There’s almost no doubt Julie was the most popular, the most beloved Sunny Hills teacher of the 1960s, and likely until her retirement in the 1990s.
She was simpatico, and we learned that right away when we saw her. She was like a big sister to us, or a favorite neighbor who was just a little older than we were. We trusted her, and many of us learned we could talk to her confidentially, almost intimately. Kids hung around her before class started, and class members arrived to talk to her and listen, and as soon as her classes were over, people from the next class came early to talk to her. After school, kids would talk to her in Julie’s classroom for an hour or more, and recent alumni would stop by, too. She was the faculty advisor of the Pep Club, and I’ve never understood how she found the time.
She wasn’t a kid herself then, and she was clearly an adult, a teacher, but her interest in and affection for us, and her patient, non-judgmental nature, and her offer of friendship to everyone — well, she was unique among our teachers. No one was more accessible.
Her classes were relaxed discussions with enough preliminary, specific, current conversation to draw us all in.
“Buddy hurt his knee? How? Can he play tomorrow? What day is the Christmas dance? I’ll find out, Stan. The Doors? Is that their name? No, I haven’t heard them. Are they good? Russell, am I keeping you awake? [Laughter] You saw Bob Dylan on Sunset Boulevard, Glenn? What was he doing? Paul, could you open the door, please? It’s hot in here. All right. Did everybody finish ‘The Bride Comes To Yellow Sky’? Lindee, tell us what the theme is ..”
I think even kids who didn’t like to read much enjoyed Julie’s classes. She was the first teacher I remember who applied the questions and ideas of what we read to controversies and subjects outside school in society. “Would you have done what this Hemingway novel character did, even though you might go to prison for it? Why, Buck?”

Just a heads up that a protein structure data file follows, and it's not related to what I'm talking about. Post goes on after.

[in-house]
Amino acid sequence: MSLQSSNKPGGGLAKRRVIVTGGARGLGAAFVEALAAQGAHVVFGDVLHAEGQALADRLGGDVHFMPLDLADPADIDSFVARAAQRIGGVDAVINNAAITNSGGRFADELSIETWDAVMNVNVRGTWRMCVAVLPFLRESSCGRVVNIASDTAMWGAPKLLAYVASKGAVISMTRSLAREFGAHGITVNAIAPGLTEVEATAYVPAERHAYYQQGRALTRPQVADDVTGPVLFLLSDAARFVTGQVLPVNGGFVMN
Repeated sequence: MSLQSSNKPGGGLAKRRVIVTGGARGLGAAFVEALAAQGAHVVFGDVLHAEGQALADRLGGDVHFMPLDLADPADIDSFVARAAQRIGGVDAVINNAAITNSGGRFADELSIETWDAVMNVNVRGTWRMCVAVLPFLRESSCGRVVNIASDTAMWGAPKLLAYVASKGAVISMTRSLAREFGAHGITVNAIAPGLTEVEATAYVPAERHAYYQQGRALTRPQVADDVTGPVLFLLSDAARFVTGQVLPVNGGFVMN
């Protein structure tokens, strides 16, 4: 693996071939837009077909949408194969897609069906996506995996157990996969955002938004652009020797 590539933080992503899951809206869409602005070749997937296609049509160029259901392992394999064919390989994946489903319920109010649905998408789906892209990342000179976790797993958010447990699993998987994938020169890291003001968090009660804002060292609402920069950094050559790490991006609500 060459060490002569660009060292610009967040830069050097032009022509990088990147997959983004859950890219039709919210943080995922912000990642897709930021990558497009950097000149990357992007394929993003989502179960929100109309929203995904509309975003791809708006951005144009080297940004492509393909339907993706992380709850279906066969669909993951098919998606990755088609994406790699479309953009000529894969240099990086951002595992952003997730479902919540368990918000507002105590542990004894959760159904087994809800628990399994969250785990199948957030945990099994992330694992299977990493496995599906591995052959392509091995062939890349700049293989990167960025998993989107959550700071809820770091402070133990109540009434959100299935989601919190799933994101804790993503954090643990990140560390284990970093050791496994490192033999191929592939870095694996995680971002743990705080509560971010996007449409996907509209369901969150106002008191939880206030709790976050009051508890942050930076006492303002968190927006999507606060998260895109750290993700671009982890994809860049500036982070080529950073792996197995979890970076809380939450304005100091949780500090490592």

Julie usually taught standing behind a podium. Didn’t she sometimes sit in an elevated chair, too? She knew how to coax people into making comments. The discussions were low key, and rarely passionate. Her favorite novelist was Hemingway, and she emphasized how his main characters lived by a code. That kind of idea was new to us.
We knew Julie was from Long Beach, and went to college at the University of Colorado, Denver. That was “cool” to us. She looked like a California woman, blonde and athletic. We knew she lived on Balboa Island, and for the ’66 students, she invited hm down to her house for discussions. Monica Maluy, ’66 remembered that.
Julie established a rapport in us, and she was the youngest teacher at school. She cared about and for each one of us. She taught us in a way that made reading short stories, novels and poems natural, and natural to write themes about them, too. She loved her profession, and she loved high school.
And the proof of that is in the pudding, because I know of 3 classmates who have driven up to the Wine County to visit Julie. There must be a lot of visitors from later classes at SHHS.
I visited with Julie twice at wine exhibits at the Bowers Museum in Santa Ana. As soon as I saw her, well, I can’t say we fell into each other’s arms in a weepy sentimental hug. Of course not. But immediately I began to talk about my life, and Julie listened intently. Nothing had changed.
Sunny Hills High School would not have been the same without Julie Ritner Simpson. Not by a long shot. I already wanted to become a writer in her class, and in the diaries she asked us to keep, I wrote “Some day I’ll write massive novels of character development.” (Ha!) She wrote an exclamation point beside that — I can still remember her handwriting, sized fine. When I had to confess to Julie, 45 years later in Santa Ana, that I’d never published a “massive novel of character development”, she gave no sign of being disappointed in me.
That alone is reason enough to love Julie.